On the other hand, Garante suggested that the scanning of the messages is not inherently unlawful. The Garante acknowledged that the risks associated with the use of digital services cannot be underestimated and that the GDPR explicitly mentions the ability to invoke legitimate interest in preventing fraud (in recital 47). The decision also recognises that there is a more significant interest than Commify’s interest in avoiding legal proceedings. This greater interest would be the interest of third parties in preventing the risks associated with the Skebby service that could arise from its abusive use. The Garante concluded that Commify’s processing might have been lawful, provided that Commify had carried out an assessment taking into account the necessity and proportionality of the processing, the absence of alternatives, the balancing of opposing interests, and the most effective and least invasive methods for carrying out the processing.
Commify has cumulatively violated several provisions of the GDP
The Garante found that Commify’s has cumulatively violated GDPR provisions concerning data processing principles, provisions on data protection by design and default, and provisions imposing specific obligations on data controllers. For example, by carrying out preventive scanning of the text message content without an appropriate legal basis, Commify has violated Article 5(1)(a) (‘lawfulness, fairness and transparency’), Article 6 (Lawfulness of processing), and Article 25 (Data protection by design and by default).
- Cumulative violation of principles of processing and provisions imposing specific obligations on data controllers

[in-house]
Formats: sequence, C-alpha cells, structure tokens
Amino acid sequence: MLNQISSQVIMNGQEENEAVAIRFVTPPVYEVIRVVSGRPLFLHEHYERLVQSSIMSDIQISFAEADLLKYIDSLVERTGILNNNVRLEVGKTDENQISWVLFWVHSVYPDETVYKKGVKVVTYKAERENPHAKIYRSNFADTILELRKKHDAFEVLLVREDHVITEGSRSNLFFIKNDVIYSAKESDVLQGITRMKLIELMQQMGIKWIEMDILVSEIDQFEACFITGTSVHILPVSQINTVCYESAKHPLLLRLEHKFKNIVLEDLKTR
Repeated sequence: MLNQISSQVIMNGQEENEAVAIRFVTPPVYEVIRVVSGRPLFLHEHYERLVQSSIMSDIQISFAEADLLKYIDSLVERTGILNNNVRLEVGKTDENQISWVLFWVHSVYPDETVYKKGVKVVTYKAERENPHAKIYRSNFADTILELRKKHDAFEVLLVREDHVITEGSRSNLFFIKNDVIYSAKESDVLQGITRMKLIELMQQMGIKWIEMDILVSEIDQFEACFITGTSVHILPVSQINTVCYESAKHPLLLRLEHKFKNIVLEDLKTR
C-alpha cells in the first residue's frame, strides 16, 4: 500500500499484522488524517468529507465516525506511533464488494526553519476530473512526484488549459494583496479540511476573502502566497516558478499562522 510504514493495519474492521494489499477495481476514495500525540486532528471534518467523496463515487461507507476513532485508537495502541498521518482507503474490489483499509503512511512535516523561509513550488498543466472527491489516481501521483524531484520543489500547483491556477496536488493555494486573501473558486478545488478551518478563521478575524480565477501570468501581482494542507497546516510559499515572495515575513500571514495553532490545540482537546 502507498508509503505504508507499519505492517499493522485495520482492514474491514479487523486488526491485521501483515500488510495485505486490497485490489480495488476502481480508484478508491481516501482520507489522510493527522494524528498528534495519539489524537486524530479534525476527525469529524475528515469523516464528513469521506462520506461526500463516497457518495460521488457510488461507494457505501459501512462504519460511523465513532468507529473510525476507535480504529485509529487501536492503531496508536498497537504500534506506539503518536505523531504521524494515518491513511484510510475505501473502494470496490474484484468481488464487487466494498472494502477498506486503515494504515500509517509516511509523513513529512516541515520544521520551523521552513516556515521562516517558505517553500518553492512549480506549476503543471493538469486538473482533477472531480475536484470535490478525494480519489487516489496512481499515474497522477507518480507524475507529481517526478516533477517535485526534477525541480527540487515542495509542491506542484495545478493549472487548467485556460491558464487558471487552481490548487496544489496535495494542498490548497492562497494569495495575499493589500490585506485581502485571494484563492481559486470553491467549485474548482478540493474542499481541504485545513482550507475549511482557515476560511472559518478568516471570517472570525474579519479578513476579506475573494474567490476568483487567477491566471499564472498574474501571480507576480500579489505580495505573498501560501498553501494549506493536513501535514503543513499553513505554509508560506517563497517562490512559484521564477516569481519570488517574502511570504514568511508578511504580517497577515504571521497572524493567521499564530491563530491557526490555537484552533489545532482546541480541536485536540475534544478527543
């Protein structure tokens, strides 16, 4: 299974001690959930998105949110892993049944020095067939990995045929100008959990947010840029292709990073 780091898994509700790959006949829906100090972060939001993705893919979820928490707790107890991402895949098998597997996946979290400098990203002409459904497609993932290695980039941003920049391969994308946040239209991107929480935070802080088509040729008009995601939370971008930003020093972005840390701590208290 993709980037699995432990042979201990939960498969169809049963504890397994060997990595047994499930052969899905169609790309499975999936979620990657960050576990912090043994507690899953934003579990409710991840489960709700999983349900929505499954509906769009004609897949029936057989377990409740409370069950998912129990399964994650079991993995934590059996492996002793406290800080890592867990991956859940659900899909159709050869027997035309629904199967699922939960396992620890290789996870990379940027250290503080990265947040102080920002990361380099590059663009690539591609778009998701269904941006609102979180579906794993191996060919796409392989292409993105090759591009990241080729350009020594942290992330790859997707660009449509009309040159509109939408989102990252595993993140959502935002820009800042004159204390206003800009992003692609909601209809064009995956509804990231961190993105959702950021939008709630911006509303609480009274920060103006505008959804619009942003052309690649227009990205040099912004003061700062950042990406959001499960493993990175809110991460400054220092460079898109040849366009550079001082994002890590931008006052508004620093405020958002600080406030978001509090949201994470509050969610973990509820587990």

In the context of Commify’s preventive scanning of the text message content without an appropriate legal basis, the Garante concluded that Commify has violated both Article 5(1)(a) (‘lawfulness, fairness and transparency’), and Article 6 (Lawfulness of processing). The Garante has not elaborated on why it considered that the unlawful processing violated both articles. It appears that Garante’s rationale was that data processing in violation of Article 6 is inherently contrary to the principle of lawfulness from Article 5(1)(a) as well.
The Norwegian Data Protection Authority expressed a more nuanced view in a decision that we analysed in our recent blog post. It follows from the Norwegian decision that a violation of specific obligations from GDPR does not always amount to a violation of a general principle. For a principle to be violated, the breach of one or more specific obligations under GDPR must reach a certain level of gravity, which depends on the specific circumstances in the given case.
- Cumulative violation of provisions on data protection by design and default and other provisions of GDPR
The Garante pointed out that Article 25 requires data controllers to implement the GDPR principles to achieve data protection by design and default. Since Commify has failed to do so, the Garante found that, in addition to violating Articles 5(1)(a) and 6, Commify’s preventive scanning of the text messages also resulted in the breach of Article 25 (Data protection by design and by default).
It appears that the Garante places equal importance on both the existence of legitimate interest and the assessment of legitimate interest – an absence of either results in the unlawful processing of personal data. As Garante concluded, Commify’s processing was unlawful because the requirements of the three-part test were either not present, or had not been sufficiently weighed and justified, or documented (section 4.4, paragraph 11 of the decision).